Three secrets to RRSP success
Over many years, it has become apparent to me that the number one reason why many RRSPs do not perform as well as investors would like is the failure to establish a well-defined strategic plan at the outset and to stick to it.
This fundamental failing was brought home to me again this week when I had the privilege of attending a small luncheon sponsored by RBC Mutual Funds at which New York money manager and best-selling author James P. O’Shaughnessy was the featured speaker. O’Shaughnessy manages three funds for RBC, all of which have done extremely well. He uses a highly-disciplined approach to stock selection, from which he never wavers no matter what the market conditions may be.
He reminded us that, at the outset, his RBC funds did not perform terribly well. They were launched just as the high-tech boom was approaching its peak. Since the overpriced tech stocks did not meet his parameters, they did not appear in his portfolios. For as long as the bubble continued, his funds lagged the field and people kept asking: “How can you not have Nortel in there?” But when the dot.com craze collapsed, his funds started to shine d the question became: “How did you manage to avoid the Nortel meltdown?”
Inconsistency an enemy of success
His simple answer: by staying the course. “The biggest enemy to success in the stock market is inconsistency,” he told the group, which was mainly composed of RBC Dominion Securities brokers. “That’s what most money managers are guilty of and it explains why so few of them beat the indexes.”
If professionals fall prey to hunches and stray off course, it is obviously much more difficult for the ordinary investor to stick to a plan. Emotion often overtakes rationality and we make decisions that deviate from the program we originally put in place.
This is especially true in RRSPs. Millions of Canadians have them and most of them are not investing experts, far from it. The fact is that you don’t have to be a genius to succeed. But you MUST have a plan.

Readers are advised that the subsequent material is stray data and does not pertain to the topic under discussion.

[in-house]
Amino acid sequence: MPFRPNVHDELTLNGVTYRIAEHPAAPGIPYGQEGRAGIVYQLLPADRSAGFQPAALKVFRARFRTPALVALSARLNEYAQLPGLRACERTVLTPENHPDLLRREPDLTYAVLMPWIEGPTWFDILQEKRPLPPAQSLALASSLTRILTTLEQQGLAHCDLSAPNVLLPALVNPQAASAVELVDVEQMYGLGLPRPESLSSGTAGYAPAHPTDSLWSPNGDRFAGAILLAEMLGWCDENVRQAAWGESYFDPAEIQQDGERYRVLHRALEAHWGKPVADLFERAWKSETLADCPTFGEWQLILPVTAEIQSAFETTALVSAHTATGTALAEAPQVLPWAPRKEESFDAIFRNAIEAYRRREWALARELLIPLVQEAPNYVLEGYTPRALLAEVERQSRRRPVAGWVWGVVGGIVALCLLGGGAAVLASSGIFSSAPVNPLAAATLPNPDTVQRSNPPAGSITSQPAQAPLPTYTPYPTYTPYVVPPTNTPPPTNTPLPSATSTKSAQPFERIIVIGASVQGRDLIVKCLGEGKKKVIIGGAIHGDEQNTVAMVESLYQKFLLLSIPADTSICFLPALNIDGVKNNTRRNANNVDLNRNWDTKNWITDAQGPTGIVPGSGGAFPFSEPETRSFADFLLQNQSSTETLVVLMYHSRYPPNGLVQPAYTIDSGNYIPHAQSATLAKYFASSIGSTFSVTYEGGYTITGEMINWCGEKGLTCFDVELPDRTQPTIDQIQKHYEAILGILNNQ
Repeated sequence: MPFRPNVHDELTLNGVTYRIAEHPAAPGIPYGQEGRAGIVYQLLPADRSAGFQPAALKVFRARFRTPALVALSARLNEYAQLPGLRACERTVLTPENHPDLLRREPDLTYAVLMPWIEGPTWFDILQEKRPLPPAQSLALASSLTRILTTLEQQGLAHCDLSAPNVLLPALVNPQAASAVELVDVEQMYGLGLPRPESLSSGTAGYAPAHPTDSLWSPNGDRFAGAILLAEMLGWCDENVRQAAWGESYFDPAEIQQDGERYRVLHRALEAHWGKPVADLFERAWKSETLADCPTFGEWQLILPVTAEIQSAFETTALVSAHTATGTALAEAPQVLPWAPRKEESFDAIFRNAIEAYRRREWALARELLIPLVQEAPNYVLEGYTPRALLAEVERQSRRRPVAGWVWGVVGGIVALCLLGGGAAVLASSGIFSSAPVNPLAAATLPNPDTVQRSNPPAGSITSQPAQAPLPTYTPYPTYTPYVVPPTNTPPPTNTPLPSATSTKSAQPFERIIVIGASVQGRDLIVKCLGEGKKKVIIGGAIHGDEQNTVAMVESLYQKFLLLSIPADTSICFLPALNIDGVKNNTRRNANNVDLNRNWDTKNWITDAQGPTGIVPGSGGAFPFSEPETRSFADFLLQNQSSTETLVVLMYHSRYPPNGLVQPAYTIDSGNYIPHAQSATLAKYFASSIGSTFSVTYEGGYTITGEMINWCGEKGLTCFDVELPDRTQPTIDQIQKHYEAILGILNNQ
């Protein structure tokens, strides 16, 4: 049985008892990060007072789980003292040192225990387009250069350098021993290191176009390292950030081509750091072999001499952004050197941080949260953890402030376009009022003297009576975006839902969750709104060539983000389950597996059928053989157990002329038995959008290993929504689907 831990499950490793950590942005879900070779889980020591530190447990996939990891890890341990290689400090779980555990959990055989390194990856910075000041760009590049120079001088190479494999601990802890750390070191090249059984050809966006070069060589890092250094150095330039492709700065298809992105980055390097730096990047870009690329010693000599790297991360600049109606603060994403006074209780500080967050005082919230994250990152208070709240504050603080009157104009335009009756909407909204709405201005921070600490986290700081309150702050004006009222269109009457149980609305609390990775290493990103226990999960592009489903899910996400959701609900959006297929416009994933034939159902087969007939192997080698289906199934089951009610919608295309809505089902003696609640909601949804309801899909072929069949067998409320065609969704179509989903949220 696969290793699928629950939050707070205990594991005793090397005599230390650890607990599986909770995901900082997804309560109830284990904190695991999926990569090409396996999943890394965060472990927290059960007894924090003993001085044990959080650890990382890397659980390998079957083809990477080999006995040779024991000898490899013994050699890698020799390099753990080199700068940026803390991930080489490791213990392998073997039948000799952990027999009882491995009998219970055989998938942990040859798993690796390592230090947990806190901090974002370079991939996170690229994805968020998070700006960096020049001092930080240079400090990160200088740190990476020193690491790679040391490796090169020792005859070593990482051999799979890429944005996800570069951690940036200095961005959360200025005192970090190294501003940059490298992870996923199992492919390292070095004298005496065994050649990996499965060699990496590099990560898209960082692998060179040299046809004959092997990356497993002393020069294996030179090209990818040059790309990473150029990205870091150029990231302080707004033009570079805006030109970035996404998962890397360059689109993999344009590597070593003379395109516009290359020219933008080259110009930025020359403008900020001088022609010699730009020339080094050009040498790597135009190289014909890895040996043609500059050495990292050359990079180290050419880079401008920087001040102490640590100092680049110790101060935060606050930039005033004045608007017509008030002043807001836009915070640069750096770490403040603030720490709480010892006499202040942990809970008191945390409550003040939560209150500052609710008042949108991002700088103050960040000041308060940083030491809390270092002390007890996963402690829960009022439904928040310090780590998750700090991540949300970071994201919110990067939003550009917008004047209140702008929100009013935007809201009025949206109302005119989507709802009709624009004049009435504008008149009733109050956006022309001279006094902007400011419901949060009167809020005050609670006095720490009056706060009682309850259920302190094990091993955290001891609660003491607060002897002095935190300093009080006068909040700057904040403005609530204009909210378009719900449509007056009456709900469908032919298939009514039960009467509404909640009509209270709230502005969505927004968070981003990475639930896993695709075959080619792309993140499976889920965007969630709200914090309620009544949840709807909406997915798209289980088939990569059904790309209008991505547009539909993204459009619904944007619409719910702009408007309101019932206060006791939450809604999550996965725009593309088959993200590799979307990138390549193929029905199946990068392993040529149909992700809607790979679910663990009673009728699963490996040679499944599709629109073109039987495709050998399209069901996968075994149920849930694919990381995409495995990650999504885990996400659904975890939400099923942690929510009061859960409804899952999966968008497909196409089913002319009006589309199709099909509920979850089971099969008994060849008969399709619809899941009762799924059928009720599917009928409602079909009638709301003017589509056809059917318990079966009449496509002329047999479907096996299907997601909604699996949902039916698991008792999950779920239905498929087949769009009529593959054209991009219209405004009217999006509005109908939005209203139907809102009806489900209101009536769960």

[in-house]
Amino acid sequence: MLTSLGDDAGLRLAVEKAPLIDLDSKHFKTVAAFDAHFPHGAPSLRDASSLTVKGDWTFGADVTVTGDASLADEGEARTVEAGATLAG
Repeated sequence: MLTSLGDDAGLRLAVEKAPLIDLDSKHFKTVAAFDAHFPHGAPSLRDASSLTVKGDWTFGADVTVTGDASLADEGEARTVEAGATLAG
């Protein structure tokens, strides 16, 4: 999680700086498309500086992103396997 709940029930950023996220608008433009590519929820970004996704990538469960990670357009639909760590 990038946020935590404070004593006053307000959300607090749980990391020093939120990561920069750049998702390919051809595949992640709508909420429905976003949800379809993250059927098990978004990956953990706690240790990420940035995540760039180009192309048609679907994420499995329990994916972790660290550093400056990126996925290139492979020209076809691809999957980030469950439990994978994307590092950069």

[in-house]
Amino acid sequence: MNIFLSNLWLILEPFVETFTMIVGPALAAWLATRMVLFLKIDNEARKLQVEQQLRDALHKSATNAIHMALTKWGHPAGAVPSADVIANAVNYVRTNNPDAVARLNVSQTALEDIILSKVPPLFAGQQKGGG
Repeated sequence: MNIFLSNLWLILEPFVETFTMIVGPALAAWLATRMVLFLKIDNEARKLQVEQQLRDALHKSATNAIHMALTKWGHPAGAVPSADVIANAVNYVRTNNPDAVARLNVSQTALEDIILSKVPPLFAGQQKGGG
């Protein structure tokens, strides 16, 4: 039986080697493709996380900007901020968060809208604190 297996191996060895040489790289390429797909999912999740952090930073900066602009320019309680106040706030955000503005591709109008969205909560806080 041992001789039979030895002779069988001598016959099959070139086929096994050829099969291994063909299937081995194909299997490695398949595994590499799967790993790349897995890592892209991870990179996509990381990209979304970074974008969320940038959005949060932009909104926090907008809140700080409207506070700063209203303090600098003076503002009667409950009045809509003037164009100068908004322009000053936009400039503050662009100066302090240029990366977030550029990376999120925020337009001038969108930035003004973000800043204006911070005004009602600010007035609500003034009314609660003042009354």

A basic RRSP plan essentially requires three things: structure, diversity, and consistency. Let’s look at each in turn.
Structure: Decide on a basic asset mix, one that is suitable for your age and risk tolerance. For RRSPs, my advice is to adopt a conservative approach. This is your retirement money. You should not be putting it at undue risk. If you need any confirmation of that, check out the numerous stories that have appeared in the media about people who have been forced to delay their retirement because of heavy losses suffered in their RRSPs during the bear market.
Your goal should be to achieve steady growth in the plan over a long period of time and to avoid any negative years. The latter point is extremely important. If your RRSP loses 10% in a year, you will need to gain almost 12% the next year just to get back to where you started. Even if you achieve that, you will effectively have lost two years worth of investment growth.
Next page: What’s the mix?
A basic RRSP structure that offers decent growth potential for someone under age 50 while keeping risk to a reasonable level might look like this:
Cash: 5 per cent. Includes money market funds, Treasury bills, bankers’ acceptances, and Canada Savings/Premium Bonds.
Income: 45 per cent. Includes a mix of government bonds, high-grade corporate bonds, well-managed bond funds, conservative income trusts, and preferred shares rated no lower than Pfd-3.
Equities: 50 per cent. In this category, include conservatively-managed Canadian equity funds, blue-chip stocks, and some U.S. and international funds with a record of low volatility.
As you get closer to retirement, gradually reduce the equities component and add to the income component.
Diversity: One of the points that O’Shaughnessy stressed repeatedly in his presentation is the importance of portfolio diversity. “You never know what will work best in a given year,” he remarked.
The two major style divisions on the equity side are growth and value. His RBC O’Shaughnessy Canadian Equity Fund combines both in equal portions and you can’t argue with the results: a five-year average annual compound rate of return of just under 13 per cent, almost double the category average.
You can emulate this value-growth split in your own RRSP very simply. Of course, RBC and O’Shaughnessy would like you to do it simply by purchasing their funds, but there are many other choices as well.
Consistency: Once you have a plan in place, stick with it. That doesn’t mean you should never trade a security, quite the contrary. O’Shaughnessy had a 100 per cent turn-over in his U.S. Growth Fund in 2003. But all the newcomers met his fundamental parameters for stock selection.
Take a page from his book. If you decide that a particular stock or bond or mutual fund is not performing to your expectations, or has reached its target price, sell it. But make sure that the replacement security is of the same type and that your basic asset mix and style variation formula does not change.
Those are your keys to RRSP success. They may seem very simple. The hard part is staying on course.